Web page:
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Seeing Yourself In Art, Literally: The Rise Of The Museum Selfie

It’s a busy evening at the Phoenix Art Museum on a recent First Friday, when admission is free after 6 p.m.

On the lawn, a bright red T-Rex snarls from inside a crimson cage at the giggling group of girls posing in front of it.

The girls wander over to a fountain, snapping pics along the way, where water falls in measured lines, mirroring the up and down bars of the nearby cage.

Twenty-year-old student Valerie Kimbrough can, as her friends say, make a photoshoot out of anything for Instagram.

“Having a certain aesthetic on your feed, like that dinosaur, would be my bright aesthetic and this water would be part of my dark aesthetic,” she said.

It’s clear Kimbrough has thought it through past the point of "let’s take a picture" and utilizes the art around her to convey her emotions.

“You know when people think of art they think of something on a wall or paintings, but they don’t think of something you can interact with,” Kimbrough said.

Phoenix Art Museum Marketing Manager Margaree Bigler said the more immersive an art installation, the more it’s shared. For example, the popular Yayoi Kusama exhibit, "You Who are Getting Obliterated in the Dancing Swarm of Fireflies."

“It’s essentially a dark room with mirrored walls with LED lights that change colors,” Bigler said.

She’s kind of underselling it here. You walk in and you’re immediately transported to a cave-like, mirrored room where flickering lights surround you, just like fireflies.

“It’s such an immersive experience that people want to share it and this is one of our most highly shared works of art on our social media account,” Bigler said.

She said selfies are ubiquitous now in the museum, and even considers it a type of art in itself – like portraiture.

"We’ve noticed selfies and taking pictures with works of art is largely organic," Bigler said. "We don’t overtly promote that people take selfies in the galleries, but when it happens it’s amazing."

Bigler may see selfies as co-existing in today’s art museums, but not everyone would think so.

“Are they posting it because of the selfie or are they posting it because they like the artwork next to it?” said Christy Schabacker, a local elementary school art teacher.

Schabacker is also at the art museum for First Friday, with her friend Peggy Degnan, whose first reaction is decidedly anti-selfie.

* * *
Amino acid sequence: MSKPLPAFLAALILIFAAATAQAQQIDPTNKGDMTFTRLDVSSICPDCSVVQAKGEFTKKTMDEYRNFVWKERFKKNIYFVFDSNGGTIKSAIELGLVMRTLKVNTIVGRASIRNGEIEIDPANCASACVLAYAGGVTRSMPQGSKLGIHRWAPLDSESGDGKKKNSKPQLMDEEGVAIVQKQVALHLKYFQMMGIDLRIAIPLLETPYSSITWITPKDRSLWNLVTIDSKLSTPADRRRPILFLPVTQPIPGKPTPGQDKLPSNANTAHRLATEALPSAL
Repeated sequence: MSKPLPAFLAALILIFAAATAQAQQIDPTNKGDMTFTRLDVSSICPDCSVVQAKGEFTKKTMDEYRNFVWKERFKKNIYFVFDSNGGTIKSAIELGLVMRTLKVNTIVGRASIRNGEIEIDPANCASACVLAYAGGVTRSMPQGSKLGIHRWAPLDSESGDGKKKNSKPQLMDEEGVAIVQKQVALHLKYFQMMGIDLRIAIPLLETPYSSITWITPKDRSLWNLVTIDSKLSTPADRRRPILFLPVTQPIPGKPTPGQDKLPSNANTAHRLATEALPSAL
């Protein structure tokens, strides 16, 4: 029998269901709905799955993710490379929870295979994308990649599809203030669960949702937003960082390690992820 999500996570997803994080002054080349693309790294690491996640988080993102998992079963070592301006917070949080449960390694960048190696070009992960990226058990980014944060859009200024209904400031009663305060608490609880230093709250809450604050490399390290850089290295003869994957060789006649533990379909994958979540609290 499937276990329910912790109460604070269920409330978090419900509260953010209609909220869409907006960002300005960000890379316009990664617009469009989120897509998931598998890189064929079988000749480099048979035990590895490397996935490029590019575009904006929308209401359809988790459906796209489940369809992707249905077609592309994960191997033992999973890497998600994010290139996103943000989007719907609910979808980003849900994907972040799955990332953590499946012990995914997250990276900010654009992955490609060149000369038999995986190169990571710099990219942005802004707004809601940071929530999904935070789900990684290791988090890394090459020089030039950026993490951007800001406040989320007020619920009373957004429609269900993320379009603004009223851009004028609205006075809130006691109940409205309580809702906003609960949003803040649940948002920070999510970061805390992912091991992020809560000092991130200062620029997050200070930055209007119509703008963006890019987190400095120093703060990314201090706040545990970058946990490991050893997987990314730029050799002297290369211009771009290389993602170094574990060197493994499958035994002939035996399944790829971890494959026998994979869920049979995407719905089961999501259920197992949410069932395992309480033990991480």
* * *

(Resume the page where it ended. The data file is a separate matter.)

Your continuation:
“It’s kind of weird because this is a museum, so it’s kind of like a church, so, it’s kind of like a respect thing,” Degnan said.

But on second thought, both seem to agree - maybe selfies aren’t so bad.

“It’s not disrespectful, I guess, to take a selfie with it," Degnan said. "It’s great that it gets them involved or gets them excited about the art.”

And when asked about whether they would take a selfie in the museum, both laughed and said no, it's a generational thing. But after a few more minutes of talking, they both remembered - they've taken photos with sculptures before, and even posted it online.

Elevating The Museum Selfie

“There might be an element of narcissism in many [selfies], but not all," said Leslie-Jean Thornton, an Arizona State University associate professor. "It’s really just connecting on things, we find we have values in common.”

Thornton wrote a paper last year called “Beyond the Museum Selfie.” She explores how museum selfies "put the visitor on an equal footing with great works of art."

“And not only can you call it up in your phone to see when it was, but you instantly get a picture in your mind and I think that’s a really really valuable thing,” Thornton said.

Back at First Friday, high school-er Shannon McBreen and her friend find a good angle in a reflection on a sculpture.

The angle is key because it’s a bulbous, shiny black object done by the same artist who did Chicago’s famous metallic bean, Anish Kapoor. In one part, it’s a true reflection, and in the other part, you’re flipped upside down.

And that rule of physics, McBreen said, is what intrigued her enough to take a photo.

"I just learned that lesson in physics," she said. "It's the distance from the focal point that determines whether the image is flipped."

She discusses with her friend whether they should take another picture.

“Well we took a picture in the right side up side of the sculpture, which I guess it would have been more fun to do in the upside-down. Why didn’t we do that?" McBreen asked her friend. "We can do that now? We should. We’ll probably do that now.”

In the end, they did go back and take that picture. And those selfies are a way for anyone to, quite literally, see themselves in the art.

Casey Kuhn reports from KJZZ’s West Valley Bureau. She comes to Phoenix from the Midwest, where she graduated from Indiana University with a degree in journalism.Kuhn got her start in radio reporting in college at the community public radio station, WFHB. She volunteered there as a reporter and worked her way up to host the half-hour, daily news show. After graduating, she became a multimedia reporter at Bloomington's NPR/PBS station WFIU/WTIU, where she reported for and produced a weekly statewide news television show.Since moving to the Southwest, she’s discovered a passion for reporting on rural issues, agriculture and the diverse people who make up her community.Kuhn was born and raised in Cincinnati, where her parents instilled in her a love of baseball, dogs and good German beer. You’ll most likely find her around the Valley with a glass of prosecco in one hand and a graphic novel in the other.She finds the most compelling stories come from KJZZ’s listeners.